I have read the Iliad in its original Greek, and I can tell you that the rhythmical enchantment of the original can not in any way be reproduced in English, or in any other language. There is no way to capture the same hilarious moments or grand episodes of bravery with the same music in our language as Homer did with his Greek.
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2 of 2 people found the following review helpful
5.0 out of 5 stars A Heroic and Human Tragedy Dec 23 2002
The Iliad is a story of passion. In its sweep lies war and death, honor and pettiness, mortality, domesticity, gods and men.
In his excellent introduction to this edition, Bernard Knox tells us that the Iliad probably was written down between 725 and 675 B.C. It tells a story that was archaic even for its time that is set around 1200 B.C. The story of the Iliad covers a matter of days in the tenth and final year of the Trojan War. It is allusive to the entire mythology of that ancient struggle. The tale is deliberately mythical, with characters and emotions that, Homer tells us many times, are larger than those of men today. For too many, the Iliad comes encrusted as a "classic". People read it, or portions of it, in high school or college and inevitably miss much of the grandeur and wisdom of the work.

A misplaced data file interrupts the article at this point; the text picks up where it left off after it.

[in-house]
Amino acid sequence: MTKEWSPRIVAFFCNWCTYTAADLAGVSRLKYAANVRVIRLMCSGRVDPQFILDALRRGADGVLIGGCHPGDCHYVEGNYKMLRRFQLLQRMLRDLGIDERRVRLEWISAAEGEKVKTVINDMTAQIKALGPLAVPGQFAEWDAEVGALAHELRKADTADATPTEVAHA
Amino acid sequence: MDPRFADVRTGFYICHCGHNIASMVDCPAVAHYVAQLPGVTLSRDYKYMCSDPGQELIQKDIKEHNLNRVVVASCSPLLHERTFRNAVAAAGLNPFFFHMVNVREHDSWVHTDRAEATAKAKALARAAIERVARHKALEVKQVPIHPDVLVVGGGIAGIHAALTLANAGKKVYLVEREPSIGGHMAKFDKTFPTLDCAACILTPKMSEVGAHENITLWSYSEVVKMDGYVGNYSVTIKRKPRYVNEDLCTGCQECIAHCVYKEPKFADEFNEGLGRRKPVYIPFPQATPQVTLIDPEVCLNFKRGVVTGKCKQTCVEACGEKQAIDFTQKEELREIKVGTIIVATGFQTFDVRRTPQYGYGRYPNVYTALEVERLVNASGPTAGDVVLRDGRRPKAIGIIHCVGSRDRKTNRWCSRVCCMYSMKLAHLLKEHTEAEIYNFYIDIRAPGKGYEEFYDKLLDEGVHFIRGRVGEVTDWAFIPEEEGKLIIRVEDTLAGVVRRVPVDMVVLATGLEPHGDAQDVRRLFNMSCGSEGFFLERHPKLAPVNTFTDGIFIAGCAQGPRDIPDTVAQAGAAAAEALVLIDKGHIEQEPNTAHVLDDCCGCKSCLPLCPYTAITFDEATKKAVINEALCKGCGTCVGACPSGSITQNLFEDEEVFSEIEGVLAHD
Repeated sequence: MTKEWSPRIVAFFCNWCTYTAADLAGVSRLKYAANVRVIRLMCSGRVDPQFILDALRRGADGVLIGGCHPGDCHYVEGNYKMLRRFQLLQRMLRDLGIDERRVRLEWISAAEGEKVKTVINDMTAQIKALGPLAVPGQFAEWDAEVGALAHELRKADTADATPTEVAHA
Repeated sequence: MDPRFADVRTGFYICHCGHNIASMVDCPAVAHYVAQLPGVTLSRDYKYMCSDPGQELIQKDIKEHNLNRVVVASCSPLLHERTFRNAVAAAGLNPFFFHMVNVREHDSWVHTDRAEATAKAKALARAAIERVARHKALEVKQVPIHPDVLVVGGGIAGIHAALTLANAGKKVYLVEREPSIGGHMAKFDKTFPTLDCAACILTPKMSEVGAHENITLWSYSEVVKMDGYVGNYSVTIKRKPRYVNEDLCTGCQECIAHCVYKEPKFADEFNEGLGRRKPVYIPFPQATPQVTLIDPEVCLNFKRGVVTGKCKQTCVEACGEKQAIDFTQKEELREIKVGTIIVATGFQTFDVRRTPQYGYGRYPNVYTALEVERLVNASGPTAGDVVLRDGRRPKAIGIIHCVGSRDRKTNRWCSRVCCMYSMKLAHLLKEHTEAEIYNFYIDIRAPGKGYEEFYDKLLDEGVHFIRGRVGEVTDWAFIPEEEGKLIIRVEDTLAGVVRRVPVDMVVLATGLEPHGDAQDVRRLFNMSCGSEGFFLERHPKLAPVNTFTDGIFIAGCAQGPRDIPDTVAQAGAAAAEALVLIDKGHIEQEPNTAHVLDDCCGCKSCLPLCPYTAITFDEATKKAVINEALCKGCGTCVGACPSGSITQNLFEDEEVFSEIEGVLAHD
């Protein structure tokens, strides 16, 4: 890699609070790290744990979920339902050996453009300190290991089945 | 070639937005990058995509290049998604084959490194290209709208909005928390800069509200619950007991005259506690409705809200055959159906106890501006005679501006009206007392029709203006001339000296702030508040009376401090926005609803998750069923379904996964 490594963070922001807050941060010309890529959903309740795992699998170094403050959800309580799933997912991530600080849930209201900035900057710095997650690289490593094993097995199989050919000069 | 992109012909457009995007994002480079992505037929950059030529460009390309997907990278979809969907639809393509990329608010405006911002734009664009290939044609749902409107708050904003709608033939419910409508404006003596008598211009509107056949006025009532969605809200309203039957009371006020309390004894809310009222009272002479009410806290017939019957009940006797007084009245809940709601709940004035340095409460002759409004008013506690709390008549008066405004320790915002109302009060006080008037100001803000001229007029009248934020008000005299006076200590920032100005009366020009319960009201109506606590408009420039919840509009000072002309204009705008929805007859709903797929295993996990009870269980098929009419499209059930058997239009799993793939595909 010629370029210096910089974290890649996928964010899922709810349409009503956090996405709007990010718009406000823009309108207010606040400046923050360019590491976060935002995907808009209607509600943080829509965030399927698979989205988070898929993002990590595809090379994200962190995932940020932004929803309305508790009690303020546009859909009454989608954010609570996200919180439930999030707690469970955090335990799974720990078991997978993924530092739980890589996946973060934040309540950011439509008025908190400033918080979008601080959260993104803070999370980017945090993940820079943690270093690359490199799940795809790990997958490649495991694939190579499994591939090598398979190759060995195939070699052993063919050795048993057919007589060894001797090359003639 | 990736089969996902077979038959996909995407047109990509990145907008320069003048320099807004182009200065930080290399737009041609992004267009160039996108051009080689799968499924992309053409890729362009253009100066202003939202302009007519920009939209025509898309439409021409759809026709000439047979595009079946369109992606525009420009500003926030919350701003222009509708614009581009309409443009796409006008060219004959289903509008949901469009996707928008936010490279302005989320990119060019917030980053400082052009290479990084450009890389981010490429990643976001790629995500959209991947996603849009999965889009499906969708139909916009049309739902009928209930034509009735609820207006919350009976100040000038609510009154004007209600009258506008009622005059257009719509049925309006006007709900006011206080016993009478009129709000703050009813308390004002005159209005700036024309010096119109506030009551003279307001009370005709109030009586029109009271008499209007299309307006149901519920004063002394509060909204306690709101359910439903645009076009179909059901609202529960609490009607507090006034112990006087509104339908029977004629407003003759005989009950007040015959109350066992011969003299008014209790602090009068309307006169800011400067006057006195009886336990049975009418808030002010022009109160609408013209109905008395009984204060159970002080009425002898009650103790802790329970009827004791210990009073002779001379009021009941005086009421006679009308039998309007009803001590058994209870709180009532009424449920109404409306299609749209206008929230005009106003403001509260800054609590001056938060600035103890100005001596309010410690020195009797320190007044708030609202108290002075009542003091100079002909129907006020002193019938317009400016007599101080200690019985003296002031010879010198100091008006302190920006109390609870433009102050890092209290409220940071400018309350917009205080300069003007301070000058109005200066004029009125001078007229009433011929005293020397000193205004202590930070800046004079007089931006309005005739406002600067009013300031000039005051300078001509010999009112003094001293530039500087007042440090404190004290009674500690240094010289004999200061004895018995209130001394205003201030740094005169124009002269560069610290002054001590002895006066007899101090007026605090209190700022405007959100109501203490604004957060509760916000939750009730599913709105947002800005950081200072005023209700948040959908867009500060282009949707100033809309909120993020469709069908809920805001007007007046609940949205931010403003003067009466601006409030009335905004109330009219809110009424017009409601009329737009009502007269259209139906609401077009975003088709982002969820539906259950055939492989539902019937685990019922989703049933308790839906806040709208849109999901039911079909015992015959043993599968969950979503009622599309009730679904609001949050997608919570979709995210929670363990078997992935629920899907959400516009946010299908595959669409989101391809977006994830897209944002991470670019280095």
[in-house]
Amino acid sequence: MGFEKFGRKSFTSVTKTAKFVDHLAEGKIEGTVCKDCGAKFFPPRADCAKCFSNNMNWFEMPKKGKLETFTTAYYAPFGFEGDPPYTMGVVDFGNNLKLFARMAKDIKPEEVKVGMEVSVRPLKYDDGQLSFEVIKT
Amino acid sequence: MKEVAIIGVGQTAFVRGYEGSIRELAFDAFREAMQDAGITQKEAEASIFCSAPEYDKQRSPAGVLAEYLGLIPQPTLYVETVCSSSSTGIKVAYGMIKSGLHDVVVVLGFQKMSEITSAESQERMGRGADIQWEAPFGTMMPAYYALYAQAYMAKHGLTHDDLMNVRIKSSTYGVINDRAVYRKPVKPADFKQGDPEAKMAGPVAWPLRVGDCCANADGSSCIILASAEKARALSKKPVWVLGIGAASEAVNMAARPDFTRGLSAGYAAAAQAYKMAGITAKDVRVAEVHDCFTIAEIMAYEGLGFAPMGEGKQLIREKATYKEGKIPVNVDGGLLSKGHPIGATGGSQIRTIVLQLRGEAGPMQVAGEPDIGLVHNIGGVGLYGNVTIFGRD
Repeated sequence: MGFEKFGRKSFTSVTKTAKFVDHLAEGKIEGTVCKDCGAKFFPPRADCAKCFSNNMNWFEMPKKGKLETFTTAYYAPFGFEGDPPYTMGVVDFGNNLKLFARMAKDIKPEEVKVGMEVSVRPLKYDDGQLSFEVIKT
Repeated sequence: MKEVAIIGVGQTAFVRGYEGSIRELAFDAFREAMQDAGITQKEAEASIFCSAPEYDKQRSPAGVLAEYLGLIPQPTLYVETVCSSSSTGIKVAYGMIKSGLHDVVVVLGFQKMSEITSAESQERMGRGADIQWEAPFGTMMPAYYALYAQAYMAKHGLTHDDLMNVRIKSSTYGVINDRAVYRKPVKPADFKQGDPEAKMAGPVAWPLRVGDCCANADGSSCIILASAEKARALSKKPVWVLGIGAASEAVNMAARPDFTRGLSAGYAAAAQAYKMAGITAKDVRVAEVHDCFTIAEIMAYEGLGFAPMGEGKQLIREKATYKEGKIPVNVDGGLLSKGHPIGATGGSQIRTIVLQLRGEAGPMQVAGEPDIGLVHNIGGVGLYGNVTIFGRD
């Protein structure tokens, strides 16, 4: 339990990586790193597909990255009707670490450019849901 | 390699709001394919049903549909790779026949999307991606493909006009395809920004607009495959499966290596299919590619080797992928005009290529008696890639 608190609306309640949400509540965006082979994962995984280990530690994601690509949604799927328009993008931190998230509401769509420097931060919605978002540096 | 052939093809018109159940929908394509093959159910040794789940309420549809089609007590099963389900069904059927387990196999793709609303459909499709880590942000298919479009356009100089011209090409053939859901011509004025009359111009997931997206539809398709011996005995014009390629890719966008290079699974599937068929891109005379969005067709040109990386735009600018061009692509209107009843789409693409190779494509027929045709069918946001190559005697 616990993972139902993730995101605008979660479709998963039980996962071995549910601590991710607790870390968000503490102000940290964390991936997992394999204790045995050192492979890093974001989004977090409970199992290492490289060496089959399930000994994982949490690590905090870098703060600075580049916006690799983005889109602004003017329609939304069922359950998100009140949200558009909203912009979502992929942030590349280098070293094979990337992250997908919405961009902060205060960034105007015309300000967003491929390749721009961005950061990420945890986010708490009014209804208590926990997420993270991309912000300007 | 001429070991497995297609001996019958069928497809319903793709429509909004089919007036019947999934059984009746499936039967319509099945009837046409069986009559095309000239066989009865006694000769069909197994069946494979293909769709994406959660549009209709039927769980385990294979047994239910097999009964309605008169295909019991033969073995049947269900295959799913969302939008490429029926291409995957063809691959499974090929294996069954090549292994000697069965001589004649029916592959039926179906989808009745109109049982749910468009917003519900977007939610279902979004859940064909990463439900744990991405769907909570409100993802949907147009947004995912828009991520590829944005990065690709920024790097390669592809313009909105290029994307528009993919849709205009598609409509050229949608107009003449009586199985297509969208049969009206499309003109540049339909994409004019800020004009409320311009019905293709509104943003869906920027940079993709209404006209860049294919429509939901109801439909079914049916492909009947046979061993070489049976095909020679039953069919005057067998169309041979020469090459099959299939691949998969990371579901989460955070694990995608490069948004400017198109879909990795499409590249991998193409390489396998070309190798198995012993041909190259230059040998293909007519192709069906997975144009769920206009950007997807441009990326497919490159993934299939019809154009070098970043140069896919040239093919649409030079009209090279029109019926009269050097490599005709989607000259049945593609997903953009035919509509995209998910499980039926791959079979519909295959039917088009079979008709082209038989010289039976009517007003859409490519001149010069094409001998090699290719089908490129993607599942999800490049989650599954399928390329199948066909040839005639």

When I came back to the Iliad recently (after not having read the work in many years) in Fagles' translation, I was swept away. I accompanied my reading of the Iliad with an excellent series of lecture tapes on the poem and its background. I thought the translation, written in a modern colloquial free verse helped me to understand and read the poem. The translation, for me, gives the reader a sense of the repetitions, formulas and phraseology of the original. It has a sweep to it, and the style and translation does not get in the way of understanding the work. This is important in a modern translation of an ancient work. The translation was easy to follow and got me involved in the tale. I am sure the poem works differently in the ancient Greek than in this translation. But this is largely irrelevant to the virtue of Fagles's work which makes the Iliad come alive and roar in a manner which encourages the nonclassicist modern reader to approach it.
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Most recent customer reviews
5.0 out of 5 stars absolutely incredible
This translation is an excellent translation without being convoluted or losing it's historicity. Clear, concise and easy to read, definitely worth the great price and thoroughly... Read more